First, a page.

Study Identifies Novel Parkinson's Disease Drug Target
Parkinson's Disease Drug
Researchers have identified a potential new drug target for the treatment of Parkinson's disease and possibly for other degenerative neurological disorders.
In an upcoming issue of the journal Science, the investigators describe finding, in cellular and animal models, that blocking the action of an enzyme called SIRT2 can protect the neurons damaged in Parkinson's disease from the toxic effects of alpha-synuclein, a protein that accumulates in the brains of Parkinson's patients. The study, which also suggests that inhibiting this pathway could help in the treatment of other conditions in which abnormal proteins accumulate in the brain, is receiving early online release on the Science Express website.
"We have discovered a compelling new therapeutic approach for Parkinson's disease, which we expect will allow our scientists - as well as those at pharmaceutical and biotech companies - to pursue innovative new drugs that will treat and perhaps even cure this disorder," says Aleksey Kazantsev, PhD, director of MGH-MIND Drug Discovery Laboratory, who led the Science study. "Since the same sort of aggregation of misfolded proteins has been reported in Huntington's and Alzheimer's diseases - as well as Lewy body dementia, which also involves alpha-synuclein deposits - we plan to test this approach in those conditions as well."
Parkinson's disease - characterized by tremors, rigidity, difficulty walking and other symptoms - is caused by the destruction of brain cells that produce the neurotransmitter dopamine. In recent years researchers at several centers have been studying the role of alpha-synuclein accumulations in dopamine-producing neurons, observed in patients with both inherited and sporadic Parkinson's disease. MGH-MIND investigators have discovered that, in Parkinson's, the alpha-synuclein molecule folds abnormally and form aggregates called inclusion bodies. Such inclusions of other abnormal proteins are seen in several disorders, but whether inclusions are toxic or protective to neurons has been controversial.
In a paper published last year in the Proceedings of the National Academy of Sciences, a research team led by Kazantsev analyzed ways to reduce the size of inclusions containing misfolded versions of alpha-synuclein or of the Huntington's disease-associated protein huntingtin. They found that a compound called B2, which promotes the formation of larger inclusions, paradoxically appeared to reduce toxicity in cellular disease models, possibly by reducing the overall number of inclusions.
In the current study, the investigators began by seeking the mechanism underlying the observed effects of B2. Assays of the compound's activity against a panel of key enzymes identified only one significant association - a weak but selective inhibition of SIRT2, which is known to regulate the cell cycle and may have a role in aging. An experiment using RNA interference to suppress SIRT2 and a related enzyme in human cell lines expressing alpha-synuclein confirmed that only the inhibition of SIRT2 reduced alpha-synuclein toxicity.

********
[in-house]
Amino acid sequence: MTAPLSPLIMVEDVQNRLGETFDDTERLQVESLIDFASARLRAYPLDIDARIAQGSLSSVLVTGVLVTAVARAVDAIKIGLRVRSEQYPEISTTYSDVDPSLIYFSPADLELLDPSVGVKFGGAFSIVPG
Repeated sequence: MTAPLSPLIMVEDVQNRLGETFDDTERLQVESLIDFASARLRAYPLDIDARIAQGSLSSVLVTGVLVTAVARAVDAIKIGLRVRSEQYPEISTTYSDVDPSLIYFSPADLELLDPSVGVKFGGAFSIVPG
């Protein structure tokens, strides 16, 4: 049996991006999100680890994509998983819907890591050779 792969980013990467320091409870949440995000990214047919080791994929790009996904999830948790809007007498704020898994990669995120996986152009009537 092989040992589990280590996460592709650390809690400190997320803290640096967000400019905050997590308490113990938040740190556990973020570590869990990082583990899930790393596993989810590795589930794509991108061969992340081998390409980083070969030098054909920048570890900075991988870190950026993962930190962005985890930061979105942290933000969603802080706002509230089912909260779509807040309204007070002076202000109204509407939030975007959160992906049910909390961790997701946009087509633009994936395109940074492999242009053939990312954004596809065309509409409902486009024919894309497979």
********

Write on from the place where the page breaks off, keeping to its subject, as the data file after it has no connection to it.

Kazantsev's team then developed and identified more powerful inhibitors of SIRT2, based on the structure of B2. One of these novel inhibitors called AGK2 had 10 times the potency of B2 and was shown to protect dopamine-producing neurons from alpha-synuclein toxicity in cultured rat neurons and in an insect model of PD. Several additional compounds that act on the SIRT2 pathway have been identified, some which may be even better than AGK2 as candidates for drug development.
SIRT2 is known to act on a major protein component of microtubules, cellular structures that help move objects within cells, among other functions. The researchers theorize that inhibiting SIRT2 might promote microtubule-dependent transportation of alpha-synuclein into large aggregates; or it could strengthen microtubules that have been destabilized by misfolded alpha-synuclein.
Kazantsev explains, "For Parkinson's disease, we can now pursue a straightforward drug development process by identifying potent and selective candidates from this class of compounds that can be tested in animal studies and eventual human trials. One of the most satisfying aspects is how this discovery validates our approach to drug discovery, which incorporates both the most advanced tools for screening candidate compounds and outstanding collaboration with our clinical and scientific experts in human disease." Kazantsev is an assistant professor of Neurology at Harvard Medical School.